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I just starting reading about SEO and realized that I should change my "GET" queries to / separated keywords for SEO purposes.

Here's my question:

I have a multi-select checkbox on my form, so my query string would be:

http://www.domainname.com/searchitem.html?cat[]=A&cat[]=B&cat[]=C&param1=p1&param2=p2

Whats the convention for handling this kind of queries? changing it to search/catA/catB/catC/p1/p2 doesn't seem right to me but i don't know what else to do

Thanks

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1 Answer 1

up vote 2 down vote accepted

It isn't just good for SEO, but it is also the proper RESTful way to structure your website, and it is proper web 2.0 etiquitte to not expose your implementation as you are doing with your current URL scheme; you are exposing the fact that the file is named "searchitem.html" and that you are using GET variables to control what is being shown... using the RESTful style, hides these implementation details from users (which also gives you more leeway in your own implementation down the line). Some resources you may like:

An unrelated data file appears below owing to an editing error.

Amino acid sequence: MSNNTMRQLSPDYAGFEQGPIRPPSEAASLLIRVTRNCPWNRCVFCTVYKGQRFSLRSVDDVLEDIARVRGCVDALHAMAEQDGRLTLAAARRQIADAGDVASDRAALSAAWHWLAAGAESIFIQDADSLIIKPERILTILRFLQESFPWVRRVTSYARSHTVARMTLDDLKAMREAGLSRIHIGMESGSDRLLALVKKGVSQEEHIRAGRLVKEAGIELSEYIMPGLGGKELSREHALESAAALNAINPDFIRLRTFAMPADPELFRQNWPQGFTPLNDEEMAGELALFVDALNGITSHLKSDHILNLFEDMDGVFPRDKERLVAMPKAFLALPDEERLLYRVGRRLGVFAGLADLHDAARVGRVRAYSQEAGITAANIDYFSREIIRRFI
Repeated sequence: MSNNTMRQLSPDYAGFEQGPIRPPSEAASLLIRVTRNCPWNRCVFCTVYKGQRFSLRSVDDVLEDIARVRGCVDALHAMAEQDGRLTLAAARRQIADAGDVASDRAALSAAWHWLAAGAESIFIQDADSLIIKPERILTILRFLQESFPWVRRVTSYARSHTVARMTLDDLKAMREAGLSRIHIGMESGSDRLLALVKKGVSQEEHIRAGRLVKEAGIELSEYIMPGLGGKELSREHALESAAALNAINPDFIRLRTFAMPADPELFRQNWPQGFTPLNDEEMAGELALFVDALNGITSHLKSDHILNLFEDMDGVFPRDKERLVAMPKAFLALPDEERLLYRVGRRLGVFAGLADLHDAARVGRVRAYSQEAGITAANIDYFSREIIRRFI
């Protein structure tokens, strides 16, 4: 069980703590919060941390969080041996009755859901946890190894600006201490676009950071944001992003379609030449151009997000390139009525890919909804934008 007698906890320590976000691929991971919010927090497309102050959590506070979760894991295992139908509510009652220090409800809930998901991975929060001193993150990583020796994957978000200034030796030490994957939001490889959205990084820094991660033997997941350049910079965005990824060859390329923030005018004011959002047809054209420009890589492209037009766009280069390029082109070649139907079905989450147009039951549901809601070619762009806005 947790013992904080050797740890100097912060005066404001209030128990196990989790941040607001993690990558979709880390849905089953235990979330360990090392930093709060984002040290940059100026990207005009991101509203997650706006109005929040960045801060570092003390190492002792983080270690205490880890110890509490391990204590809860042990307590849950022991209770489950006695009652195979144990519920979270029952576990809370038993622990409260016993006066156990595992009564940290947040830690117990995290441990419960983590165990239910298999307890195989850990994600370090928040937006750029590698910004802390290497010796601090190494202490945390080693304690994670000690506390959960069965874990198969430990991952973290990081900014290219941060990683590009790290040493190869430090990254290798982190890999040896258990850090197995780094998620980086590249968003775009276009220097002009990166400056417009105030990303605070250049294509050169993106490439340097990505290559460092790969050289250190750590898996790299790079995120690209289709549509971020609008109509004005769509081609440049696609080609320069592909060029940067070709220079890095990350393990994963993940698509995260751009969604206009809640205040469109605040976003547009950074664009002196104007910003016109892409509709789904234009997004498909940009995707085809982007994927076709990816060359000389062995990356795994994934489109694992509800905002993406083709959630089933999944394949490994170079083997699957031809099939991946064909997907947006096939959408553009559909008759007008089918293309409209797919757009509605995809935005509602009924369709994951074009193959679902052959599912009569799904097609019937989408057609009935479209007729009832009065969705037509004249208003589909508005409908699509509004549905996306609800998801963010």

Ironically, some of the pages above do not respect the proper RESTful URL convention.

For your particular application, I would recommend the following URL scheme:

http://www.domain.com/search/?q=queryterm

For this particular case, you can't really hide the GET variables, but you can at least hide the name of the page that is serving the results. However, I am assuming that there is no structure to the queries. If you are searching with tags or categories, and then searching for something else, then you can use:

http://www.domain.com/tags/name_of_tag/?param=parameter

Or, if you are searching for all posts within a category by a given user:

http://www.domain.com/tags/name_of_tag/users/name_of_user

How exactly you structure it really depends on what categories, parameters, etc. you have.

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